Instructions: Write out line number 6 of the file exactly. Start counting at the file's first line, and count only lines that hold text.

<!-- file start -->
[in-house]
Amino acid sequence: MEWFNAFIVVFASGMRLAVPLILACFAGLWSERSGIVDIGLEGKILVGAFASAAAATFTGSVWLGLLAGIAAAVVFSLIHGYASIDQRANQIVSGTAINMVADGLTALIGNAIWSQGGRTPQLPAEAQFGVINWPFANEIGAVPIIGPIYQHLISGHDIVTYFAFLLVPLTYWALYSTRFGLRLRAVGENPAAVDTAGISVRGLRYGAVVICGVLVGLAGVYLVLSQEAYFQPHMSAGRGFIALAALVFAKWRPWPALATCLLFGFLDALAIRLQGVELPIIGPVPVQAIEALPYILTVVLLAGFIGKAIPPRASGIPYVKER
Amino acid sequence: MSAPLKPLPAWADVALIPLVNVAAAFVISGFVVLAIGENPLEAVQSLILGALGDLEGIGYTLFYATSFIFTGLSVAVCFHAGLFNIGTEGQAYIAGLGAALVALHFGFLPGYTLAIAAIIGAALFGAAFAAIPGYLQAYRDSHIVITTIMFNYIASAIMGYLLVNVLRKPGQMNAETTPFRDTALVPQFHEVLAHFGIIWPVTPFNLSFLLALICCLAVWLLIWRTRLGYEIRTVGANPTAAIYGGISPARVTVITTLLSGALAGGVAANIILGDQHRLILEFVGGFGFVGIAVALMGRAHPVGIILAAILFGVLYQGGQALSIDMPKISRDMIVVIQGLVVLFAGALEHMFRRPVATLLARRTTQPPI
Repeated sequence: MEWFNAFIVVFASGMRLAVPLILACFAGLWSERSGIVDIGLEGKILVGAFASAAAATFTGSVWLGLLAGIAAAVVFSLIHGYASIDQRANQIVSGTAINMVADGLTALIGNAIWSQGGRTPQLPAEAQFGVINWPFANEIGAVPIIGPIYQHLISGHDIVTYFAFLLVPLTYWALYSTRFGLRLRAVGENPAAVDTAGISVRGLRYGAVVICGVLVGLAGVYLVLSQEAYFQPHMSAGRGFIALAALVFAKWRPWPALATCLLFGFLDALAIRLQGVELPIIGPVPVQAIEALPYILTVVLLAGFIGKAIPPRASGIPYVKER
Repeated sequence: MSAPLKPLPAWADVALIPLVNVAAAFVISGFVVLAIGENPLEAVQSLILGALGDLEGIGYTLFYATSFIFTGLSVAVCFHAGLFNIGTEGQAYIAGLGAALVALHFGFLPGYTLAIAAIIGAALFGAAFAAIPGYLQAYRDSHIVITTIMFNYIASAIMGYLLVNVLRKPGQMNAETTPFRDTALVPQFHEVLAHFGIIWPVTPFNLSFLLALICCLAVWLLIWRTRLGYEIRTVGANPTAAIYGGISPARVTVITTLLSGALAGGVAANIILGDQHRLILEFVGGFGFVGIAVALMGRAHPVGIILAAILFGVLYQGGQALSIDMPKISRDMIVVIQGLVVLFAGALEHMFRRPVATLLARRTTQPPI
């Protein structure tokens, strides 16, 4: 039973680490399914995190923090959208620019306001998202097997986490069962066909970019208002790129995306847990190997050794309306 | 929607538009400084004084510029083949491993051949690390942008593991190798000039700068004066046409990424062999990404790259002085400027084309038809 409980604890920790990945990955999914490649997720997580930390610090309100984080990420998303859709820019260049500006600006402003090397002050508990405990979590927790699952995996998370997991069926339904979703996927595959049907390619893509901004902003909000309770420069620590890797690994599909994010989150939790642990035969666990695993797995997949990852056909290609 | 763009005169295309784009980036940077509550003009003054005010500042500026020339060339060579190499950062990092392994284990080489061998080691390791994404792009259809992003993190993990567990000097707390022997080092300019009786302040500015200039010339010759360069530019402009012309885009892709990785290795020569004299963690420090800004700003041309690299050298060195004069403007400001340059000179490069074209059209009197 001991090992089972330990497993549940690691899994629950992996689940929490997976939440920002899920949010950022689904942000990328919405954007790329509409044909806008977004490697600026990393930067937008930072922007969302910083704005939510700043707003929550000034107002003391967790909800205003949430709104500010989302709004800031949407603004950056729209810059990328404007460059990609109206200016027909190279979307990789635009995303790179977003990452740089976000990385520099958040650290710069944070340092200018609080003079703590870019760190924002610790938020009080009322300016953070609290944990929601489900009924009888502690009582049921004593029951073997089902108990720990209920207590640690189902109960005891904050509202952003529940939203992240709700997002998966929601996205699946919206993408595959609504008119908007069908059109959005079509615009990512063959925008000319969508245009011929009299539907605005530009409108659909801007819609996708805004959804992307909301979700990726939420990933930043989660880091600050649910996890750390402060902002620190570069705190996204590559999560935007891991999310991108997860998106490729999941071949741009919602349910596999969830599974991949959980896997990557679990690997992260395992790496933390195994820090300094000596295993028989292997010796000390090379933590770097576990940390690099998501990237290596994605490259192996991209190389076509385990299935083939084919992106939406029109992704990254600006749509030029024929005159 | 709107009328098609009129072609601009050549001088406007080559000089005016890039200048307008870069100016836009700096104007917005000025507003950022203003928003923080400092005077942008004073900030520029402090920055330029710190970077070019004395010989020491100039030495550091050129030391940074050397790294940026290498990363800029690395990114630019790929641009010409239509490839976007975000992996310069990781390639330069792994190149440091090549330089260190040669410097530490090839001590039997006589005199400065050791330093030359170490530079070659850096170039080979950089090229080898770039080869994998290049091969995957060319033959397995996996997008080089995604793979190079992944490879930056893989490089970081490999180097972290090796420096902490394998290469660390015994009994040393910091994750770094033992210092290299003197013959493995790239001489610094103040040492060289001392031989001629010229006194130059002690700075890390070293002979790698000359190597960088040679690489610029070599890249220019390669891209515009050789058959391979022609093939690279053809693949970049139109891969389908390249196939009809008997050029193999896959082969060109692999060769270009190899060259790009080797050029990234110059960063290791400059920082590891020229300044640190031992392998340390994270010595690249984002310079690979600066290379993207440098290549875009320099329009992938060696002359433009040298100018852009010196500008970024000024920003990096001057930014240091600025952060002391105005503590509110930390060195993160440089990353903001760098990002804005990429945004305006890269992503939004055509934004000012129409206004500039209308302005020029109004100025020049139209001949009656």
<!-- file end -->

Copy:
């Protein structure tokens, strides 16, 4: 039973680490399914995190923090959208620019306001998202097997986490069962066909970019208002790129995306847990190997050794309306 | 929607538009400084004084510029083949491993051949690390942008593991190798000039700068004066046409990424062999990404790259002085400027084309038809 409980604890920790990945990955999914490649997720997580930390610090309100984080990420998303859709820019260049500006600006402003090397002050508990405990979590927790699952995996998370997991069926339904979703996927595959049907390619893509901004902003909000309770420069620590890797690994599909994010989150939790642990035969666990695993797995997949990852056909290609 | 763009005169295309784009980036940077509550003009003054005010500042500026020339060339060579190499950062990092392994284990080489061998080691390791994404792009259809992003993190993990567990000097707390022997080092300019009786302040500015200039010339010759360069530019402009012309885009892709990785290795020569004299963690420090800004700003041309690299050298060195004069403007400001340059000179490069074209059209009197 001991090992089972330990497993549940690691899994629950992996689940929490997976939440920002899920949010950022689904942000990328919405954007790329509409044909806008977004490697600026990393930067937008930072922007969302910083704005939510700043707003929550000034107002003391967790909800205003949430709104500010989302709004800031949407603004950056729209810059990328404007460059990609109206200016027909190279979307990789635009995303790179977003990452740089976000990385520099958040650290710069944070340092200018609080003079703590870019760190924002610790938020009080009322300016953070609290944990929601489900009924009888502690009582049921004593029951073997089902108990720990209920207590640690189902109960005891904050509202952003529940939203992240709700997002998966929601996205699946919206993408595959609504008119908007069908059109959005079509615009990512063959925008000319969508245009011929009299539907605005530009409108659909801007819609996708805004959804992307909301979700990726939420990933930043989660880091600050649910996890750390402060902002620190570069705190996204590559999560935007891991999310991108997860998106490729999941071949741009919602349910596999969830599974991949959980896997990557679990690997992260395992790496933390195994820090300094000596295993028989292997010796000390090379933590770097576990940390690099998501990237290596994605490259192996991209190389076509385990299935083939084919992106939406029109992704990254600006749509030029024929005159 | 709107009328098609009129072609601009050549001088406007080559000089005016890039200048307008870069100016836009700096104007917005000025507003950022203003928003923080400092005077942008004073900030520029402090920055330029710190970077070019004395010989020491100039030495550091050129030391940074050397790294940026290498990363800029690395990114630019790929641009010409239509490839976007975000992996310069990781390639330069792994190149440091090549330089260190040669410097530490090839001590039997006589005199400065050791330093030359170490530079070659850096170039080979950089090229080898770039080869994998290049091969995957060319033959397995996996997008080089995604793979190079992944490879930056893989490089970081490999180097972290090796420096902490394998290469660390015994009994040393910091994750770094033992210092290299003197013959493995790239001489610094103040040492060289001392031989001629010229006194130059002690700075890390070293002979790698000359190597960088040679690489610029070599890249220019390669891209515009050789058959391979022609093939690279053809693949970049139109891969389908390249196939009809008997050029193999896959082969060109692999060769270009190899060259790009080797050029990234110059960063290791400059920082590891020229300044640190031992392998340390994270010595690249984002310079690979600066290379993207440098290549875009320099329009992938060696002359433009040298100018852009010196500008970024000024920003990096001057930014240091600025952060002391105005503590509110930390060195993160440089990353903001760098990002804005990429945004305006890269992503939004055509934004000012129409206004500039209308302005020029109004100025020049139209001949009656």